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BilliardsAbout

BondFanEvents.com
Silver Member
Huh????....are you trying to say that for all these years Earl is less than a top player????....Video record many times over of Earl looking down for absolute careful placement of grip....

Point is....you can have both......flow and careful placement
I was speaking in general terms, we can find many top players who flow and some who look at their grip, et al (bearing in mind Earl has ADHD and some quirks in his PSR).
 

BilliardsAbout

BondFanEvents.com
Silver Member
I just think that the focus should be on getting the cue on the line of the shot when you get down. By keeping this as the main focus the body has a good capability of self correcting any mistakes. I could tell any 700+ player to stand with the feet together, the feet super far apart or wrong foot forward and they would still run tables. Good players are good because they deliver the cue in the way the shot requires not because they stand in the same way all the time. Yet we try to make bad players good by getting them to stand in the same way all the time.
Yes. I've had strong reactions to saying things as an instructor at AZ like "Stop asking about your exact, precise foot angle. You hit the CB with your stroke arm and your cue tip."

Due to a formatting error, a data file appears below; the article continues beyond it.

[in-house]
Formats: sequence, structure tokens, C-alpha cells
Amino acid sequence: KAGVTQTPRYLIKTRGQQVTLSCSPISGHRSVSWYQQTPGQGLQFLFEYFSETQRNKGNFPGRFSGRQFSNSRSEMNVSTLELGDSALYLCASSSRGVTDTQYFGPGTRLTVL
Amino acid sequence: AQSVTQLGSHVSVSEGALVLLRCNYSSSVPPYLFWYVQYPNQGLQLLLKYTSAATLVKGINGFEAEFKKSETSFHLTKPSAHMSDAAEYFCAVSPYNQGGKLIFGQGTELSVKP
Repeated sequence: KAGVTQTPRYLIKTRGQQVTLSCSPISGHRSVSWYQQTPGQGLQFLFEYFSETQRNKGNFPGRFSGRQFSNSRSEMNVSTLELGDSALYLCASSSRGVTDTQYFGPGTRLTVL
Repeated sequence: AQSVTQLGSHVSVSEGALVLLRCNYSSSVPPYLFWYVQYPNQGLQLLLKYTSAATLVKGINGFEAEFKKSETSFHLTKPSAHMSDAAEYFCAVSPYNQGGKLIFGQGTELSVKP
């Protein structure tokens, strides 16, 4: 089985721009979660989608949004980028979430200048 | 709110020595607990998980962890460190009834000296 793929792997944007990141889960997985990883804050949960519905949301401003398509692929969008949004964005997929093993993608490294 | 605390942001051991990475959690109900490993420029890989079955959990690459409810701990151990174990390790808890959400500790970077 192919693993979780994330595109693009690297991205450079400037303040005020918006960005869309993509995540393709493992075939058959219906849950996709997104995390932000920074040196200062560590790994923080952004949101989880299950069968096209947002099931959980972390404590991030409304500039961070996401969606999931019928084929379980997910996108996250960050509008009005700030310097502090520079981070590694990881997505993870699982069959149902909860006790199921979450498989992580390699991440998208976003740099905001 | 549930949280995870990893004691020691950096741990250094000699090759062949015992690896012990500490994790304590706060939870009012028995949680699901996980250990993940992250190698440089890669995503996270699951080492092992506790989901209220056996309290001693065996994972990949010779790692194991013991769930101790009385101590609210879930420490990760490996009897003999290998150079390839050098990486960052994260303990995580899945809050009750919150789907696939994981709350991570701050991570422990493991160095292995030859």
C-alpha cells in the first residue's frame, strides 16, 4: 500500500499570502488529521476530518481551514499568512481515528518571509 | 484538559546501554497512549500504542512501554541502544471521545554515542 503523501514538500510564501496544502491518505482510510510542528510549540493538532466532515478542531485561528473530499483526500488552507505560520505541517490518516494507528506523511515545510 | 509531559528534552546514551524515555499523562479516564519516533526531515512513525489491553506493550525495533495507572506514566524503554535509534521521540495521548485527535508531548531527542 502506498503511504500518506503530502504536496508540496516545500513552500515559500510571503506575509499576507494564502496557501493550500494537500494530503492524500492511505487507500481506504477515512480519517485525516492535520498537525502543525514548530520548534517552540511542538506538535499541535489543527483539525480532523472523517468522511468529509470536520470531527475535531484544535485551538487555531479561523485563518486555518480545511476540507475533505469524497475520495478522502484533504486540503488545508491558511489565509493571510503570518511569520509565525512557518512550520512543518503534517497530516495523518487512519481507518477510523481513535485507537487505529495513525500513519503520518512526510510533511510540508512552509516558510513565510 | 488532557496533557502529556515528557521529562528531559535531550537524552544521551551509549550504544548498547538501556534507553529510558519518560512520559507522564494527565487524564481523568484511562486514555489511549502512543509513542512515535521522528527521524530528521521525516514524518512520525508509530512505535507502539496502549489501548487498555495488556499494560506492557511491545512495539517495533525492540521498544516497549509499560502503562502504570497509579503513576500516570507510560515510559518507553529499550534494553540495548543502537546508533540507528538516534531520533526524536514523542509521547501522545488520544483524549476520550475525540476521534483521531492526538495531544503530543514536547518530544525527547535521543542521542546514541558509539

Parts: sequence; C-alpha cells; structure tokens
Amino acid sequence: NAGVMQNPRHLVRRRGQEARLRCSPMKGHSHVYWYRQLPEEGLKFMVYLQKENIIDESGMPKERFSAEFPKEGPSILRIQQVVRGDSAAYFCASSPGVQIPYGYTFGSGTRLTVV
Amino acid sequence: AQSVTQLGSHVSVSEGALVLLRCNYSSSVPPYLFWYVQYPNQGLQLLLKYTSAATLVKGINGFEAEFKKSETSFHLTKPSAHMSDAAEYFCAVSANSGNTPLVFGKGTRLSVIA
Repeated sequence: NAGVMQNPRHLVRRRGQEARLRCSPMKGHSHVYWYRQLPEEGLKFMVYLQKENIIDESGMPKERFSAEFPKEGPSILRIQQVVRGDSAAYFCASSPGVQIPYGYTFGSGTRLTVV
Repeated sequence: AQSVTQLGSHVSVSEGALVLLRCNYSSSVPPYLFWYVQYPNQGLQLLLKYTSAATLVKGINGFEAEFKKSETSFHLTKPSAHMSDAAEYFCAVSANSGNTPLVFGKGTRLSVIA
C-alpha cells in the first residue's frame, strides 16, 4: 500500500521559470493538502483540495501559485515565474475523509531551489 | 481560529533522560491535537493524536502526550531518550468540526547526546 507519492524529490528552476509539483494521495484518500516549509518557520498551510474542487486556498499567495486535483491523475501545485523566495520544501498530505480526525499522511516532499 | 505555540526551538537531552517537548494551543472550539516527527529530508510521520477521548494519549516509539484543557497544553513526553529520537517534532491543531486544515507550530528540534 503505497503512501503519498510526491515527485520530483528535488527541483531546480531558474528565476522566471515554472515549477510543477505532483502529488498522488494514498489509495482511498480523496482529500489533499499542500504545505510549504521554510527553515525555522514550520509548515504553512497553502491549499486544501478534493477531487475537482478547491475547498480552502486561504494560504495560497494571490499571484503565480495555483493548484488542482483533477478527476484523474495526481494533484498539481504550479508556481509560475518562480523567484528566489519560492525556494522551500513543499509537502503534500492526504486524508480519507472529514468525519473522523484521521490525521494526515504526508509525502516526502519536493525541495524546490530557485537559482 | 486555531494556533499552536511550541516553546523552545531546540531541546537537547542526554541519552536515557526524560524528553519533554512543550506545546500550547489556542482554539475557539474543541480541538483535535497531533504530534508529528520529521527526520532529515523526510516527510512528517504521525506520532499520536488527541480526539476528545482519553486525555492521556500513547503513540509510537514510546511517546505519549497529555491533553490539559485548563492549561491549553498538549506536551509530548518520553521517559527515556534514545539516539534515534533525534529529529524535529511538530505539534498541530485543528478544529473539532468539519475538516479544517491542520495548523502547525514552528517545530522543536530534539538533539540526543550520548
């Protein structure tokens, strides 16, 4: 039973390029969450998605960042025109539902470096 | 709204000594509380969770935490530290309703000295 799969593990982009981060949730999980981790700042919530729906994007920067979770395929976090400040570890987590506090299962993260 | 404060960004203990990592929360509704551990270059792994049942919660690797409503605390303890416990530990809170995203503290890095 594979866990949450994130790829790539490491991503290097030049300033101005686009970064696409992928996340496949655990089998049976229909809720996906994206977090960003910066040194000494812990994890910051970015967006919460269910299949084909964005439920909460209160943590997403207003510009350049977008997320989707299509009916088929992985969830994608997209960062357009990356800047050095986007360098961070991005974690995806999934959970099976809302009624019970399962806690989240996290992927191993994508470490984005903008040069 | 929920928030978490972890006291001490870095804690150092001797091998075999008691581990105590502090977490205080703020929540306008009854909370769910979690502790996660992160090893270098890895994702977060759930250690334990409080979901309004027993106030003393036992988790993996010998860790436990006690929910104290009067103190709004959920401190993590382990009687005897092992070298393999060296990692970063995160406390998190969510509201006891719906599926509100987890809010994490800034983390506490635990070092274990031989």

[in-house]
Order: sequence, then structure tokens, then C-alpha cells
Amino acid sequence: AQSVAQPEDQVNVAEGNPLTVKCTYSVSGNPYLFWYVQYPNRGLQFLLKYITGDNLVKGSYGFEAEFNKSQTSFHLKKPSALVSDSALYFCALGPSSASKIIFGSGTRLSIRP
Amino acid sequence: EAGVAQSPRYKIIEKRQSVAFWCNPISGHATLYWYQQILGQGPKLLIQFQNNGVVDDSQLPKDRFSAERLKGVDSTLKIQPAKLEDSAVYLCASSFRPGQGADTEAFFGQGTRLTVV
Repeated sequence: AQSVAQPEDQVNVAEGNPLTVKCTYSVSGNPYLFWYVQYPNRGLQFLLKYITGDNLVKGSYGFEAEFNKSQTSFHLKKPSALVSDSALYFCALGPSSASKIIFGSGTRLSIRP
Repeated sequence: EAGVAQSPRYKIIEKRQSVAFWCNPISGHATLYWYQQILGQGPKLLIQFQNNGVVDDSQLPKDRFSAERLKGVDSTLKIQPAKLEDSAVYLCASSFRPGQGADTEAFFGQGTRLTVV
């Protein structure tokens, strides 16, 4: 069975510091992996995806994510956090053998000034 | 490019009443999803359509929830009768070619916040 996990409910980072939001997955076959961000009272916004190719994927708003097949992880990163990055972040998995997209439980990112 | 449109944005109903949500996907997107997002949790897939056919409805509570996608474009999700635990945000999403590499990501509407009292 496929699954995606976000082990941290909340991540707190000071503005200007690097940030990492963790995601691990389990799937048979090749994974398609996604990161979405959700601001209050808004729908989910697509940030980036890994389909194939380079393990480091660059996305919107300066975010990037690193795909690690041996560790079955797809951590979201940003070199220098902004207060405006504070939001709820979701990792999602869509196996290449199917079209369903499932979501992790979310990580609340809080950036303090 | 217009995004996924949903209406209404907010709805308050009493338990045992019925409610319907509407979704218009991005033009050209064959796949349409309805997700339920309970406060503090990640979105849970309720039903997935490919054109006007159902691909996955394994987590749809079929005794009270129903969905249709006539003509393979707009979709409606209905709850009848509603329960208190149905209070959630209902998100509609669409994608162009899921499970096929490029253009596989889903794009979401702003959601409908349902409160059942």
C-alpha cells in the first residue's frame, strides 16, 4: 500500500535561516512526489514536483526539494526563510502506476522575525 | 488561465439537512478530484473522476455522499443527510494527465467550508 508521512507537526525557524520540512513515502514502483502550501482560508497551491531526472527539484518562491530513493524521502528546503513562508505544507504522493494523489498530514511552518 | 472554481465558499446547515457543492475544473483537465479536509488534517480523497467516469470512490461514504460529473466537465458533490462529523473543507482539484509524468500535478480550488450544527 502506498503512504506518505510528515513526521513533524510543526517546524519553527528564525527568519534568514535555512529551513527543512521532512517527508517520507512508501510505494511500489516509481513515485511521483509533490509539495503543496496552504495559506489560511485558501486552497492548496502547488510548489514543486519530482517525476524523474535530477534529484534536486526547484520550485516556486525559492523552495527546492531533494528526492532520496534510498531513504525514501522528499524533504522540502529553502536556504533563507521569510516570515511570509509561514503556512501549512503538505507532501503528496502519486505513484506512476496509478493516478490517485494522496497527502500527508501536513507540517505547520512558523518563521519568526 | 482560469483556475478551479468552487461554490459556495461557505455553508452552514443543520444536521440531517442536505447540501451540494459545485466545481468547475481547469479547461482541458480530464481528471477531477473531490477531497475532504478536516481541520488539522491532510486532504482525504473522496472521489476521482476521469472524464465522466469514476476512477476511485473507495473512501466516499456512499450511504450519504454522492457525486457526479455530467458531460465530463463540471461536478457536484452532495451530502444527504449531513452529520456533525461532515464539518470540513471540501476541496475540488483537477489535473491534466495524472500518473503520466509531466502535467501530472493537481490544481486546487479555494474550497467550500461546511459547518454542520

BilliardsAbout

BondFanEvents.com
Silver Member
Okay how do you confirm that the cue is on the shot line? Should I lean in over the cue with my head or do you want me to look at the shot line from the side? Please don't duck this two questions and just critique my next paragraph as you usually do when you don't have any good answer.

I try to look at good players and observe what they do and then build ideas and concept out of commonalities between them. It seems like the instruction world in cue sports are obsessed with ideas and methods that are just thought up and not very often observed in good players. This method from BK is a good example, theres just not any good players doing it. Most good players line up the cue to the torso and the head to the shot line. If you look at a player air stroking the cue will be angled up and towards the side of the bridge hand while standing up behind the shot. As they bend down, the cue, while keeping its relationship with the torso, will get on the shot line for the first time.
There are instructors who teach unorthodox methods in all stick-and-ball sports. Some of what I teach is considered unorthodox or even highly irregular. However, my rule for inclusion on a method is "it gets it done in one lesson for students, not hundreds of practice hours each".